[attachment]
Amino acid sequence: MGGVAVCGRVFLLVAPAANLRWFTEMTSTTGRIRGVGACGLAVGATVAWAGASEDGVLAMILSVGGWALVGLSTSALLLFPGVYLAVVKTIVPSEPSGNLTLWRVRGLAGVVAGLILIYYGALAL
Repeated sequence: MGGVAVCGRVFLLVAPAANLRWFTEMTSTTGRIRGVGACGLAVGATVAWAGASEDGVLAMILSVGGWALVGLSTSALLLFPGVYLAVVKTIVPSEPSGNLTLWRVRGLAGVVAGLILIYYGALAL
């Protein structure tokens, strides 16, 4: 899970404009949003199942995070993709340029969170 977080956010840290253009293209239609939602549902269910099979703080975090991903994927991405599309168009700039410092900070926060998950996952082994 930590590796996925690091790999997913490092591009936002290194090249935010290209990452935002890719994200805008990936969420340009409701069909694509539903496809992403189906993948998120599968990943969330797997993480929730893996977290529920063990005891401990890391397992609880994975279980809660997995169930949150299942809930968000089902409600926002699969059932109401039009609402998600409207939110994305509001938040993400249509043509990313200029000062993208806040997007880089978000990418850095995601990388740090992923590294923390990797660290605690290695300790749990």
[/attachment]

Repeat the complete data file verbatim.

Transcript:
Amino acid sequence: MGGVAVCGRVFLLVAPAANLRWFTEMTSTTGRIRGVGACGLAVGATVAWAGASEDGVLAMILSVGGWALVGLSTSALLLFPGVYLAVVKTIVPSEPSGNLTLWRVRGLAGVVAGLILIYYGALAL
Repeated sequence: MGGVAVCGRVFLLVAPAANLRWFTEMTSTTGRIRGVGACGLAVGATVAWAGASEDGVLAMILSVGGWALVGLSTSALLLFPGVYLAVVKTIVPSEPSGNLTLWRVRGLAGVVAGLILIYYGALAL
């Protein structure tokens, strides 16, 4: 899970404009949003199942995070993709340029969170 977080956010840290253009293209239609939602549902269910099979703080975090991903994927991405599309168009700039410092900070926060998950996952082994 930590590796996925690091790999997913490092591009936002290194090249935010290209990452935002890719994200805008990936969420340009409701069909694509539903496809992403189906993948998120599968990943969330797997993480929730893996977290529920063990005891401990890391397992609880994975279980809660997995169930949150299942809930968000089902409600926002699969059932109401039009609402998600409207939110994305509001938040993400249509043509990313200029000062993208806040997007880089978000990418850095995601990388740090992923590294923390990797660290605690290695300790749990």